The children of the people who made their homes out here were tiny little reflections of themselves. If you were any way different you were judged, and your only hope was to cast off your race. religion or sexual orientation to fit the status quo. If you were white and evangelical, like most of the town, you emphasized your whiteness, right down to parental-bought flashy cars, designer clothes and screaming for fancy coffees.
There was a desperate call to win, to succeed. College was the end all and be all of this world, and your extra-cirriculars were everything. Parents slapped football helmets on boys in hopes of getting scholarships and girls fled the cheerleading squad when the dance team won a national championship. You wore show choir sequins and Vaseline on your teeth and let the Napoleonic choir teacher scream and throw his tantrums; bad behavior was excused if you brought home trophies.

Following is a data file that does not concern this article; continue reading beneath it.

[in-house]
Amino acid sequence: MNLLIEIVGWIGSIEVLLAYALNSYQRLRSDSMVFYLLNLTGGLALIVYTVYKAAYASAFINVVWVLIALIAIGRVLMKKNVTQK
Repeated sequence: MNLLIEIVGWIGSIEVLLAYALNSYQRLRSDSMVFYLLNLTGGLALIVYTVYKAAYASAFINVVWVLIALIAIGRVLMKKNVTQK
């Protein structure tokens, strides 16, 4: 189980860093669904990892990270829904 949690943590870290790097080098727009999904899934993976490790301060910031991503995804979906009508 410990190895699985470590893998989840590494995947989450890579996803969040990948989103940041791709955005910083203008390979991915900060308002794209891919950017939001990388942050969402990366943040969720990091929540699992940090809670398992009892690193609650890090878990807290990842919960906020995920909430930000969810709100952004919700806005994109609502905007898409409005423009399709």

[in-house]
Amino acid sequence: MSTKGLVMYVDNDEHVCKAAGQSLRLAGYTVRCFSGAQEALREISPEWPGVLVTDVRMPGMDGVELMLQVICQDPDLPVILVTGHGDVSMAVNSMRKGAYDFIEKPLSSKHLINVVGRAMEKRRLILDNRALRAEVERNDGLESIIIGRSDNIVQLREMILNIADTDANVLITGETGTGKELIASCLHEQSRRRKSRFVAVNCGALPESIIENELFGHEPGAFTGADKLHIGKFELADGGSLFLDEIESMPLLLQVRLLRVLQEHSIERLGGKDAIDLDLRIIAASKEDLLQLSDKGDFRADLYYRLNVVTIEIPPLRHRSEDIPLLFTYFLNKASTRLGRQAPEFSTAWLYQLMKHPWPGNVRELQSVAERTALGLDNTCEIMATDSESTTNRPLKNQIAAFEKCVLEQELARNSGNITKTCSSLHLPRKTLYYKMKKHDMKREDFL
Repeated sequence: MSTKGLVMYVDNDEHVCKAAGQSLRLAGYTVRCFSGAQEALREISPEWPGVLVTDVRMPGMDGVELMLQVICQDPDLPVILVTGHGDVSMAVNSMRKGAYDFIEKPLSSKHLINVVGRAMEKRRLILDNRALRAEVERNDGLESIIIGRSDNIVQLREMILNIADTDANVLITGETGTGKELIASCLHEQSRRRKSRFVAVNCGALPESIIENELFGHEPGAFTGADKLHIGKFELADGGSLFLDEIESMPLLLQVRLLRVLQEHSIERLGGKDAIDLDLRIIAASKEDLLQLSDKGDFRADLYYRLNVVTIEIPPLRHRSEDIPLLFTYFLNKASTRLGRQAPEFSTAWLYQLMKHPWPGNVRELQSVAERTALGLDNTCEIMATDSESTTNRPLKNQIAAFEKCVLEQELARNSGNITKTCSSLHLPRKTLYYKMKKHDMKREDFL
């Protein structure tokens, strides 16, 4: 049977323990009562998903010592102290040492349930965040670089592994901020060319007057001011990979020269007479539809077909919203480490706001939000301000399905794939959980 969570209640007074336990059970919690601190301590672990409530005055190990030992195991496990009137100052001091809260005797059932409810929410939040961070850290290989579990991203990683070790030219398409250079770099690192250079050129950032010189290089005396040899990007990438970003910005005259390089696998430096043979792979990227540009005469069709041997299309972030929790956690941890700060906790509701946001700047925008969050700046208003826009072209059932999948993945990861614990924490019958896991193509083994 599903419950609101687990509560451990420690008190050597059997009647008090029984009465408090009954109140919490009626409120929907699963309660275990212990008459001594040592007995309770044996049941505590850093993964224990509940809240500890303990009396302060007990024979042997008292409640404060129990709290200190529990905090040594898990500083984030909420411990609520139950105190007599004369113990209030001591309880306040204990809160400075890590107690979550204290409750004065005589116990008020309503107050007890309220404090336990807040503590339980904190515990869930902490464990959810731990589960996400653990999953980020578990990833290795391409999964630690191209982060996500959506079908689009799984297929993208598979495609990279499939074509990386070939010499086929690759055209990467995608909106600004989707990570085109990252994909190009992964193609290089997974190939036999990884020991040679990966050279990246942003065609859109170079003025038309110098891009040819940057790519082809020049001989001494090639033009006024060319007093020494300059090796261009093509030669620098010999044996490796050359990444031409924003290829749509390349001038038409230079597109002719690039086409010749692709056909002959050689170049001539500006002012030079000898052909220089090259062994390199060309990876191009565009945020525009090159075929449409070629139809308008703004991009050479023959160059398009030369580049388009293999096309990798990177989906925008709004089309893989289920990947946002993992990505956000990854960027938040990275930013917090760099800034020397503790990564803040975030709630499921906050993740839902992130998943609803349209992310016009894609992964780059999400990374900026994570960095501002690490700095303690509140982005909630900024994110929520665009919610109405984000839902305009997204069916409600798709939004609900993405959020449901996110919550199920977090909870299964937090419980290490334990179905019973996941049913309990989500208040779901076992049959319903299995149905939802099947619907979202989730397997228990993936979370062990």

This was not the town I was born in; I was actually born in Los Angeles. But from the age of 10, we lived in the house off of La Granada Drive in Thousand Oaks.
It was the town where I was raised in. And I hated it.
Many of the kids grew up together, played at each others’ houses. I was the awkward transplant with liberal, socially conscientious parents — an entertainment techie father and a Holocaust historian mother. We were Jewish and very proudly so, from a family made up of more various people than a cheerleader’s sweet sixteen. My parents worked in the city, came from city families who still lived there, had city attitudes, were city people. There wasn’t room for us in Thousand Oaks.
The teachers never understood me. From a young age I was loud and outspoken. I refused to back down from my beliefs, standing up to my teachers and wondering why their opinion meant more simply because they were older. Passion, smarts, conviction and drive: These were the things that made me.